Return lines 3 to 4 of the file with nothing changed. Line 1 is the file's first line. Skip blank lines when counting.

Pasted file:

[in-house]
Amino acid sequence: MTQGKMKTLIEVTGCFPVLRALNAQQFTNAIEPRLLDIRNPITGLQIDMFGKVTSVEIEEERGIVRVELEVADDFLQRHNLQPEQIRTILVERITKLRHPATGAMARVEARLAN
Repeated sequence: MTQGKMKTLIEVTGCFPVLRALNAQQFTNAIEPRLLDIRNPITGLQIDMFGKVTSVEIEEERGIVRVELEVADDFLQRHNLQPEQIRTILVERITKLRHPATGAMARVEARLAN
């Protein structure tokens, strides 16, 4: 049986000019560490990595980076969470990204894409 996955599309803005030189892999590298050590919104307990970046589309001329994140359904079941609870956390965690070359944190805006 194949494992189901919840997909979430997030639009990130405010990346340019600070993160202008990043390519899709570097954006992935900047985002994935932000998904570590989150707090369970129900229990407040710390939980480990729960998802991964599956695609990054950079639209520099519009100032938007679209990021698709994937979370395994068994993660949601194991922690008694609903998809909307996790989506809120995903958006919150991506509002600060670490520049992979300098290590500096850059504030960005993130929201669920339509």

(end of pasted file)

Repeated sequence: MTQGKMKTLIEVTGCFPVLRALNAQQFTNAIEPRLLDIRNPITGLQIDMFGKVTSVEIEEERGIVRVELEVADDFLQRHNLQPEQIRTILVERITKLRHPATGAMARVEARLAN
């Protein structure tokens, strides 16, 4: 049986000019560490990595980076969470990204894409 996955599309803005030189892999590298050590919104307990970046589309001329994140359904079941609870956390965690070359944190805006 194949494992189901919840997909979430997030639009990130405010990346340019600070993160202008990043390519899709570097954006992935900047985002994935932000998904570590989150707090369970129900229990407040710390939980480990729960998802991964599956695609990054950079639209520099519009100032938007679209990021698709994937979370395994068994993660949601194991922690008694609903998809909307996790989506809120995903958006919150991506509002600060670490520049992979300098290590500096850059504030960005993130929201669920339509």